Step 3: Exploiting language mode changes

After a bit of investigation in Reflector I found a number of places where the global language mode was captured, set to Restricted, and then reverted back to the original setting. One of the more interesting was for a barely known feature called DATA sections. This is a construct in Powershell to run a series of commands in a restricted environment. It is used for things like text localisation. The language mode is really more about restricting what you can do to make it easy for the developer rather than any significant security boundary.

If you try and do something more interesting than generating data it will fail. You can’t call arbitrary Powershell commands, you cannot use variables or call functions so how could this ever be useful? Well turns out the restrictions on what Powershell commands you can run within a data section are user specified. If you read the help file (get-help about_DATA) you find there is a special “Supported Command” parameter, which allows you permit any Powershell command to execute.

Trying it with my original script yielded success, I knew I was on to something:

Step 4: Getting unsigned code execution

The final step is to get some arbitrary unsigned .NET code to run. Even though we have elevated our privileges from Constrained to Restricted we still have a problem. Restricted doesn’t allow us to do much. Still I can create any object I like in the runtime, and using the special ‘-property’ syntax of the ‘new-object’ command I can even invoke arbitrary methods on that object. So I identified that the ‘RunspaceInvoke’ class would run fully privileged Powershell by calling its Invoke method. This seemed perfect, but it would be nice to not have to write all my code in Powershell. Ideally I would like to run my own C# code but you might assume that the Windows RT signature checks would get in the way.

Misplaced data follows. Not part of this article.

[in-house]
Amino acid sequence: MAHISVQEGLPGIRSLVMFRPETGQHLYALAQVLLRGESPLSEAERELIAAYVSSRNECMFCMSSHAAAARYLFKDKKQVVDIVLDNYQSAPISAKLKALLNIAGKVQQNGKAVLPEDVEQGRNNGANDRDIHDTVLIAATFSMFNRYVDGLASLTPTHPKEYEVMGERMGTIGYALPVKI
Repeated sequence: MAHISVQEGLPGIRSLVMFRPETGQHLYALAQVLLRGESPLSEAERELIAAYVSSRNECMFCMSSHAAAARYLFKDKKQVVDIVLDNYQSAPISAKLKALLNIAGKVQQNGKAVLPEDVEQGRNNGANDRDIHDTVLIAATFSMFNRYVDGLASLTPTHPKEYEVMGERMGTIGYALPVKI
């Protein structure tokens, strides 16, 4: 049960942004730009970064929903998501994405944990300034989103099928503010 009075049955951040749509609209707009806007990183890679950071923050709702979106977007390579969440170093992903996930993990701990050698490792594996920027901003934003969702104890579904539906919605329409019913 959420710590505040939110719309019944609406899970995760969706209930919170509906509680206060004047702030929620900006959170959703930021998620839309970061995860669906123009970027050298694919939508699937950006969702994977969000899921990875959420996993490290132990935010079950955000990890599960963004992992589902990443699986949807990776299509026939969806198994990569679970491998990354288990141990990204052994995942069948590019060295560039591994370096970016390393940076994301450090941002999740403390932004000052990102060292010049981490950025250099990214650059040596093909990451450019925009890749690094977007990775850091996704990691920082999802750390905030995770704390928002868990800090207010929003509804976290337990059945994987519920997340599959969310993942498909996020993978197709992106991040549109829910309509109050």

In the .NET world, DLLs and EXEs are just vessels containing the Intermediate Language code. You can load .NET code directly from disk but that will trigger the signature verification checks. However you can also load code from a byte array in memory, this does not need to be signed. So first I wrote the following simple C# code and compiled it into a DLL which is marked as running on any architecture.

I could now complete the exploit. I put together the following somewhat unwieldy Powershell script to load the DLL into memory, create the type and finally run your own fully privileged C# code.

In conclusion that is how you could run unsigned code on Windows RT without a Jailbreak. I am confident it is not the only way you could discover. This specific bug has been fixed in 8.1 by preventing DATA sections specifying supported commands in Constrained mode. But having almost the entire Desktop environment present is going to result in other techniques to get code execution no matter what Microsoft try to do because it has a massive attack surface. No pun intended.